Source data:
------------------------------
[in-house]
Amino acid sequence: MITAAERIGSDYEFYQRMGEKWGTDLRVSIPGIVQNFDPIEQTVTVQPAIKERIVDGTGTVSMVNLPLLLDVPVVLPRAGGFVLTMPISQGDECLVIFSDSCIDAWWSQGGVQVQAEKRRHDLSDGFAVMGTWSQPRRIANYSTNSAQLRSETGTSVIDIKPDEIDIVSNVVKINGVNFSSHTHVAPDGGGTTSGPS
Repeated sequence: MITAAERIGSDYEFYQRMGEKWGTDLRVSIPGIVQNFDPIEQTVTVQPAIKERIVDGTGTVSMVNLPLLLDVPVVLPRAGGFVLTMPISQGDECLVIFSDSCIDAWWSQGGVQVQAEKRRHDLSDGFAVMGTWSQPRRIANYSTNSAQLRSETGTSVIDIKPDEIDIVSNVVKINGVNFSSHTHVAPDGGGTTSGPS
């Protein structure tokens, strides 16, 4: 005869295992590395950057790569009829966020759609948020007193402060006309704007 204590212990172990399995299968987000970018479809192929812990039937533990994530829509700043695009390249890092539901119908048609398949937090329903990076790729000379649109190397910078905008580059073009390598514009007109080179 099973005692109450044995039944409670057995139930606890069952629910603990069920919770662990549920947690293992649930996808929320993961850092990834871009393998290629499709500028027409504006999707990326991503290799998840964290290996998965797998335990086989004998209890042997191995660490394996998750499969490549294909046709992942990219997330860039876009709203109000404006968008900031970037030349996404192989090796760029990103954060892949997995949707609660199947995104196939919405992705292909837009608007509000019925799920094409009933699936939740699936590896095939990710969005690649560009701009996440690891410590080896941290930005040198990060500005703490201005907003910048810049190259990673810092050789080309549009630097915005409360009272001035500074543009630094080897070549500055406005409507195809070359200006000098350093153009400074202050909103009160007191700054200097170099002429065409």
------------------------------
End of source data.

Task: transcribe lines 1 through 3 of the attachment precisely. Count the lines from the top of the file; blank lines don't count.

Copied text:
[in-house]
Amino acid sequence: MITAAERIGSDYEFYQRMGEKWGTDLRVSIPGIVQNFDPIEQTVTVQPAIKERIVDGTGTVSMVNLPLLLDVPVVLPRAGGFVLTMPISQGDECLVIFSDSCIDAWWSQGGVQVQAEKRRHDLSDGFAVMGTWSQPRRIANYSTNSAQLRSETGTSVIDIKPDEIDIVSNVVKINGVNFSSHTHVAPDGGGTTSGPS
Repeated sequence: MITAAERIGSDYEFYQRMGEKWGTDLRVSIPGIVQNFDPIEQTVTVQPAIKERIVDGTGTVSMVNLPLLLDVPVVLPRAGGFVLTMPISQGDECLVIFSDSCIDAWWSQGGVQVQAEKRRHDLSDGFAVMGTWSQPRRIANYSTNSAQLRSETGTSVIDIKPDEIDIVSNVVKINGVNFSSHTHVAPDGGGTTSGPS